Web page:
The issue that climate change communicators are faced with is that we have a big problem, a whole lot of urgency but no solution and everybody worth talking to already knows that. By emphasising the enormity or seriousness of ‘dangerous climate change’ we will only overwhelm people and fast-track their journey to nihilism.

Just last week at the third United Nations Conference on Small Island Developing States, I watched a brilliant presentation from Ms Christiana Figueres (Executive Secretary on the United Nations Framework Convention on Climate Change) talking specifically to Leaders of small island developing states about the inefficiency of focusing on climate change as a problem.

“Stop lamenting the fact that you are the lowest emitters in the world yet you stand to suffer the most. it’s just a fact. Let’s start talking about opportunities.”

On that note, let’s take her advice and do exactly that.

4. Start talking about opportunities

Ms Figueres’ comments on this subject echoed a message given by Strategic Communications Consultant, Ms Anat Shenker-Osorio, at the Progress conference in Melbourne in December last year. When asked about how best to frame messages on climate change Shenker-Osorio was specific and emphatic:

“Stop freaking people out! Urgency is fine but if you generate a sense of crisis you’ll scare people away. People need to be reassured on climate change. Stop saying ‘oh man, we’re all screwed’ and start saying ‘hey guys, we can do this!’”

5. Start using the language of resilience

I’m not an educator but I’ve got a couple of school-aged kids and a few years ago I observed a distinct shift in tactics used by Australian schools on the issue of bullying. Instead of talking to children about how bullying is really bad and bullying has to stop, they shifted to teaching them about the importance of personal resilience. And they used exactly those words. Why? Because building resilience in young children (and teaching them the language to describe it) reduces the severity of negative impacts that bullying may have. This, in my opinion, is exactly what we need to do when we’re communicating on the topic of climate change.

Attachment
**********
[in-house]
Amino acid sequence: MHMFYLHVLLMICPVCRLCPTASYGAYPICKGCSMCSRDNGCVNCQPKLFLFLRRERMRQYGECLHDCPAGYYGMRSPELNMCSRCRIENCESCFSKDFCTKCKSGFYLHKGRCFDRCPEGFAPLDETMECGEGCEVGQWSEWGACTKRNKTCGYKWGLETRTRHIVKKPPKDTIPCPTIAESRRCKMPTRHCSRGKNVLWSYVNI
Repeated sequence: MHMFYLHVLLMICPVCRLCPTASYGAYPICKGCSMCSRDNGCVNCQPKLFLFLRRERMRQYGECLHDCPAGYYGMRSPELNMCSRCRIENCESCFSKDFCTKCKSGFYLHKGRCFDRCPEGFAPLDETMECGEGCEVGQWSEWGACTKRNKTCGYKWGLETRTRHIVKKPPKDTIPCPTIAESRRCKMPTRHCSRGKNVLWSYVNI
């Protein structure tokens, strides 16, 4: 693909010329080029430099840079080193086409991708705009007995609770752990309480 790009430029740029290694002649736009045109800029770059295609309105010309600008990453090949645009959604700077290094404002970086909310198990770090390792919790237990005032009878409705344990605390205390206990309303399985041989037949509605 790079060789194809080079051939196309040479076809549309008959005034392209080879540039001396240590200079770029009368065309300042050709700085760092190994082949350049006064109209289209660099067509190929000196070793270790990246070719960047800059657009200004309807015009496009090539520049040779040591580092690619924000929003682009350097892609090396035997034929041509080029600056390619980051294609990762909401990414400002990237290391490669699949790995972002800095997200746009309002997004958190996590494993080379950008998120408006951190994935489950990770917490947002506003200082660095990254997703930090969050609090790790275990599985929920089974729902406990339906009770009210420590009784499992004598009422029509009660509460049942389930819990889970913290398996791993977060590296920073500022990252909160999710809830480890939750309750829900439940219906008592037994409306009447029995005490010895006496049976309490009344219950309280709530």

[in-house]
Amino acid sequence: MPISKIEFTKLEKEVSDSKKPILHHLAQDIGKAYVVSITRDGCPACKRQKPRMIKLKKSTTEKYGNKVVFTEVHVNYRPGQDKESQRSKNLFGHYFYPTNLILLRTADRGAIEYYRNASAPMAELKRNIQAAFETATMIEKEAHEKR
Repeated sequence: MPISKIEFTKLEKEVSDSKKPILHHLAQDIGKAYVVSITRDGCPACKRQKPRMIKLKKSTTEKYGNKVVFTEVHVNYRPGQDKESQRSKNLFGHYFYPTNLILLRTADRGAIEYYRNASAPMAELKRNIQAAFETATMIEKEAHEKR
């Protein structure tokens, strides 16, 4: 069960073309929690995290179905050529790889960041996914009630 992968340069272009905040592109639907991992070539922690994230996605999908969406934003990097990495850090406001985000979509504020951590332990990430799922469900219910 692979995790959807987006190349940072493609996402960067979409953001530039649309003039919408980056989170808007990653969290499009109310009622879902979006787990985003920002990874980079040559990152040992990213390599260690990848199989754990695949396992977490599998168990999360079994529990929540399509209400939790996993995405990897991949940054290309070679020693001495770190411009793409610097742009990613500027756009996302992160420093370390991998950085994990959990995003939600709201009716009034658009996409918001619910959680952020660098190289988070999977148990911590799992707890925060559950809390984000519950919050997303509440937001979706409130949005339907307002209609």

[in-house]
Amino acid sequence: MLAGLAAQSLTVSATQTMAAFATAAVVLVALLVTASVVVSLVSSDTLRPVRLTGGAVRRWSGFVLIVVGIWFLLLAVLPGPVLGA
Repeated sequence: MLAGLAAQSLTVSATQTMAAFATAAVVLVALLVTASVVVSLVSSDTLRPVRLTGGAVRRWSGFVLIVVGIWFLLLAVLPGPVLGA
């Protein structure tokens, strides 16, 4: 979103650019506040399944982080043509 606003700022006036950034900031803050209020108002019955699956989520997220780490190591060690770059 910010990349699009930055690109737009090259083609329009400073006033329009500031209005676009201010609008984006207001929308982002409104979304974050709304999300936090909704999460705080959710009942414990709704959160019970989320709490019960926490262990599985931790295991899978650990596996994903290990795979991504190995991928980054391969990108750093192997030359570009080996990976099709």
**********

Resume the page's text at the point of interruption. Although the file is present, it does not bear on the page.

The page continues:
Our message should not be about what climate change looks like but what climate resilience looks like. This message is optimistic and brilliantly scalable — applicable on an individual, family, community, national and international level.

6. Out with the old and in with the new

Reframing the dialogue from ‘scary and depressing climate change’ to ‘optimistic and hopeful climate resilience’ is surprisingly easy and enjoyable. And it puts you in a great mood — ready to face the future! Here are some suggestions:

Climate change > Climate resilience
Doom and gloom > Opportunity and hope
Hopelessness > Potential
Unfairness > Opportunity
Danger > Resilience
Disaster > Disaster risk reduction
Carbon emissions > Sustainable energy
Predictions > Reality/Fact
Dependence > Sustainability
Finger pointing > We’re all in this together

So what does climate resilience look like?

Climate resilience looks like renewable energy, sustainability — any activities that de-link economic development, and indeed the economy, from carbon dependence.

It looks like disaster risk reduction and strengthened meteorological services — activities that build our capacity to withstand an unstable climate.

Climate resilience looks like marine protected areas. It looks like rain tanks. Like planting mangroves. Riding a bike to work instead of driving. Drought-resistant crops and flood-resistant housing. Using abundant and/or invasive plant species to make biofuel.

The language of climate resilience is optimistic and empowering. And in the words of Anat Shenker-Osorio, Instead of saying “Oh man, we’re screwed!” the language of climate resilience is a rallying cry of “Hey guys, we can do this!”